If nothing else, it is evident that the Senate must screen Supreme Court candidates for intellectual rigor and inexcusable views such as support for race-based segregation. For instance, when Richard Nixon nominated Harold Carswell to replace Justice Abe Fortas, the legal community experienced an uproar; Carswell’s qualifications and record were unspectacular to say the least. On 58% of all the cases he oversaw, Carswell’s legal errors had to be corrected by a higher court. In contrast, during his ten-year tenure on the Federal Bench, not one of Gorsuch’s decisions has been reversed. Additionally, Carswell was rumored to be a closeted white supremacist. Even his own supporters had to concede that he was not up to the job. Roman Hruska, a Nebraska Republican, could only say the following in support of him:

“Even if [Carswell] were mediocre, there are a lot of mediocre people. They are entitled to a little representation, aren’t they?”

Do mediocre people deserve representation on courts? Of course not. Judges are not politicians nor nitwits. They are not supposed to cave to popular pressure when the law commands an unpopular result. They ought not reflect the desires of the polity or changing social mores. Federal judges do not represent us as elected officials do.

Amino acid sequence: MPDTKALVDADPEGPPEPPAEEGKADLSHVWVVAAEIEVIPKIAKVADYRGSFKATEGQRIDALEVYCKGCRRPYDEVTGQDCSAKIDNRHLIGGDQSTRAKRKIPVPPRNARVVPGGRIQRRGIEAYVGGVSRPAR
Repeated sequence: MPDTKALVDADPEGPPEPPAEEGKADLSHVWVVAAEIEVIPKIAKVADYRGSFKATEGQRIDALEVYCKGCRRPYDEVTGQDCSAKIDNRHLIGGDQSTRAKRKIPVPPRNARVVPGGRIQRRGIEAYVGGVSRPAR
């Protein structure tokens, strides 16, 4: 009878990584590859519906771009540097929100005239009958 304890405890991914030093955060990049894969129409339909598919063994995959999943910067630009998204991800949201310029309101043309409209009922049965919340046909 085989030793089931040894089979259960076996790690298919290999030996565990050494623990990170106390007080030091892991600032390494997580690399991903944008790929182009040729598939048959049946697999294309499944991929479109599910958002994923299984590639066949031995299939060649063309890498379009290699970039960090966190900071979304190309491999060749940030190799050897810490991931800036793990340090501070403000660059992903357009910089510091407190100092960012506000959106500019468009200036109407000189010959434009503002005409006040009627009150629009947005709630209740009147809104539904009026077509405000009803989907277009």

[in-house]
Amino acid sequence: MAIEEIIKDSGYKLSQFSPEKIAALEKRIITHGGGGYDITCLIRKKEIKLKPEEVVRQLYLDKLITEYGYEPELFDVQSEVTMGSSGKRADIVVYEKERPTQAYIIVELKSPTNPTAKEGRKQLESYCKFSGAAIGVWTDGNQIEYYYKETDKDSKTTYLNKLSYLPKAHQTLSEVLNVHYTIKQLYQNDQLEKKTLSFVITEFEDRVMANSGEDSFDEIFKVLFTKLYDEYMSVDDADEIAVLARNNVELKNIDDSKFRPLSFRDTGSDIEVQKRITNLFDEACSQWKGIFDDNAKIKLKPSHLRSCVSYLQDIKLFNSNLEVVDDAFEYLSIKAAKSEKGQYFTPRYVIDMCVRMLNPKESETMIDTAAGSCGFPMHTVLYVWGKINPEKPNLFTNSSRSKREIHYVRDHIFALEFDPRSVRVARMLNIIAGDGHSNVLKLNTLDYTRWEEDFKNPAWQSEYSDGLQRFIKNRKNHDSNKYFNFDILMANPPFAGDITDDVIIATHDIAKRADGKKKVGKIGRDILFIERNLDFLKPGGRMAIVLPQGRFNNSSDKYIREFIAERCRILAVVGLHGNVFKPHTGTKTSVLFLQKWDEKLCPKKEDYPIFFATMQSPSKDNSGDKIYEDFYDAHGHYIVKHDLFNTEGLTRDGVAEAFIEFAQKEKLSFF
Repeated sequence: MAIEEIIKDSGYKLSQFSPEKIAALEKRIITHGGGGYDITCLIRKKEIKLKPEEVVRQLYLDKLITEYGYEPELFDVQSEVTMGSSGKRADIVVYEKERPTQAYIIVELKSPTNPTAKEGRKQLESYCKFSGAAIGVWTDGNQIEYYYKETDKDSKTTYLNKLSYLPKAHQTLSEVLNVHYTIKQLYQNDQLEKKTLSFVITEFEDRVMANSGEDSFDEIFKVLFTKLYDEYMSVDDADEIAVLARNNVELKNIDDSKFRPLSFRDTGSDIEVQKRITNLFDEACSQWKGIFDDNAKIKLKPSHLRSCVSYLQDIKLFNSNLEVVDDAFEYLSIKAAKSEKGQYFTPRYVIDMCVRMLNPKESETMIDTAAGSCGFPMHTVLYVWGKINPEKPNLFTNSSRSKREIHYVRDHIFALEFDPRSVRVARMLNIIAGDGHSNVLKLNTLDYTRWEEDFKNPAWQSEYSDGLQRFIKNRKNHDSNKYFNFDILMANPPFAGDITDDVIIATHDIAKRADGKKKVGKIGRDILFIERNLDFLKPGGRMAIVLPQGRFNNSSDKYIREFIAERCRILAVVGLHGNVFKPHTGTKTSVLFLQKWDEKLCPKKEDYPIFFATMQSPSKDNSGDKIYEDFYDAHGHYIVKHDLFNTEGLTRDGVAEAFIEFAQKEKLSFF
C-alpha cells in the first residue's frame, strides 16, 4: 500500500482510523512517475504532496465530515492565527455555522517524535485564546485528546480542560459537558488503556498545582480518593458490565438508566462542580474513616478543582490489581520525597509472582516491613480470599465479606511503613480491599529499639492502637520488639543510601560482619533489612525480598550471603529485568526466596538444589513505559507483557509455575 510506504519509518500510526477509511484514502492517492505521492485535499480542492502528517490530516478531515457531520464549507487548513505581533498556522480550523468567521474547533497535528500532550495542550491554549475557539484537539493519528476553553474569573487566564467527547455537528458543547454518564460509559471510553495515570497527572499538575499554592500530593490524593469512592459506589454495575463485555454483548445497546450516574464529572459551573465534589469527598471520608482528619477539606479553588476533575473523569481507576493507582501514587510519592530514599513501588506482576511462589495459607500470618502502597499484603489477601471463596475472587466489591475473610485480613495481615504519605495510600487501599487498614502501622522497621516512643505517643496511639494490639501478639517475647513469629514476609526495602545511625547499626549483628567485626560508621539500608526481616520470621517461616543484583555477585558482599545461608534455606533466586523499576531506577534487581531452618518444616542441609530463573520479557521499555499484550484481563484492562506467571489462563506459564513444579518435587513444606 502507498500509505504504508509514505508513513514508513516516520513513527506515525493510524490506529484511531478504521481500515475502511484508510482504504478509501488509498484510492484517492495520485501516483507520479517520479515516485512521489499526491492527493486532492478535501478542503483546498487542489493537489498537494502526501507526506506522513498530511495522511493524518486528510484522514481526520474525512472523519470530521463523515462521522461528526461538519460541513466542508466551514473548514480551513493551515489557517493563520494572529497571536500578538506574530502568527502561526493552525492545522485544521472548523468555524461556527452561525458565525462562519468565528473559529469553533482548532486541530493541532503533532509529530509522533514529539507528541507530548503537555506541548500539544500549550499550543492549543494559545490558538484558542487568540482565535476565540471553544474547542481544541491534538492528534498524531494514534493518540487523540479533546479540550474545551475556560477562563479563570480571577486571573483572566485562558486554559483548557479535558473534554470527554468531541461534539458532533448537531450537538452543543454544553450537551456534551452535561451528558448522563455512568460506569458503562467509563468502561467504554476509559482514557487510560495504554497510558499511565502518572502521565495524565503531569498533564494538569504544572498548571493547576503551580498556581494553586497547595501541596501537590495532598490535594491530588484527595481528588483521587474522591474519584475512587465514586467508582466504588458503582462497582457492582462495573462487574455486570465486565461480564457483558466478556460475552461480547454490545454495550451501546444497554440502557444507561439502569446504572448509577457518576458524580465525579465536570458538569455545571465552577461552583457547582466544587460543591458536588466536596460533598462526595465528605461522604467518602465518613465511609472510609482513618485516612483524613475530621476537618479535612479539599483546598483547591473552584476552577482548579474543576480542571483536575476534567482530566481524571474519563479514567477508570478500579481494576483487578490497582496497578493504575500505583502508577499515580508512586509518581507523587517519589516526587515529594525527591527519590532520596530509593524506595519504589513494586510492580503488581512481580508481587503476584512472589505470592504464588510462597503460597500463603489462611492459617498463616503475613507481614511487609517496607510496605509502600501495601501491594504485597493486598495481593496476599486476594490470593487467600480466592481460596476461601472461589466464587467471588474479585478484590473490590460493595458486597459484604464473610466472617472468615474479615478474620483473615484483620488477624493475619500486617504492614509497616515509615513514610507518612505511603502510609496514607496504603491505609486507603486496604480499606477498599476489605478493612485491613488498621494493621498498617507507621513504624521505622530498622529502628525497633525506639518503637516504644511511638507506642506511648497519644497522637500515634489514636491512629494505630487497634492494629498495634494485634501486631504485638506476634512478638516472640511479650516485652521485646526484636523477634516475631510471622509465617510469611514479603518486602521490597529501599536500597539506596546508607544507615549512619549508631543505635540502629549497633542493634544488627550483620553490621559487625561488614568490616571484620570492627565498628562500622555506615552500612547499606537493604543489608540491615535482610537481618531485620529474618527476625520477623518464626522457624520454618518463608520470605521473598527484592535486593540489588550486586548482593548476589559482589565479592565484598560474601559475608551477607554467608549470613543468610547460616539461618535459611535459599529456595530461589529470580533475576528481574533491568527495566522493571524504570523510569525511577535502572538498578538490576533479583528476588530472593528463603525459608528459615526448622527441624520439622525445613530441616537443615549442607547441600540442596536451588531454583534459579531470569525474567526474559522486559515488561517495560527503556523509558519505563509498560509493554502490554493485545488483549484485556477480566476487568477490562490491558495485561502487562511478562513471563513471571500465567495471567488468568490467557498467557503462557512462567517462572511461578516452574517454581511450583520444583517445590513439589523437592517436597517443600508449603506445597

Judges say what the law is. They are granted life tenure precisely so they may maintain a scholarly but cloistered life and protect time tested values right when the majority wants to ignore them. If one accepts the non-controversial facts that first, there is a difference between making laws and interpreting laws and second, that judicial independence requires judges to eschew political considerations in determining legal rights, it makes no sense for the Senate to reject an otherwise qualified nominee because of how they act inside a voting booth.

Mr Gorsuch may be conservative but he is principled, fair-minded, and well-qualified. He is exactly what the doctor ordered for the start of Trump’s first term.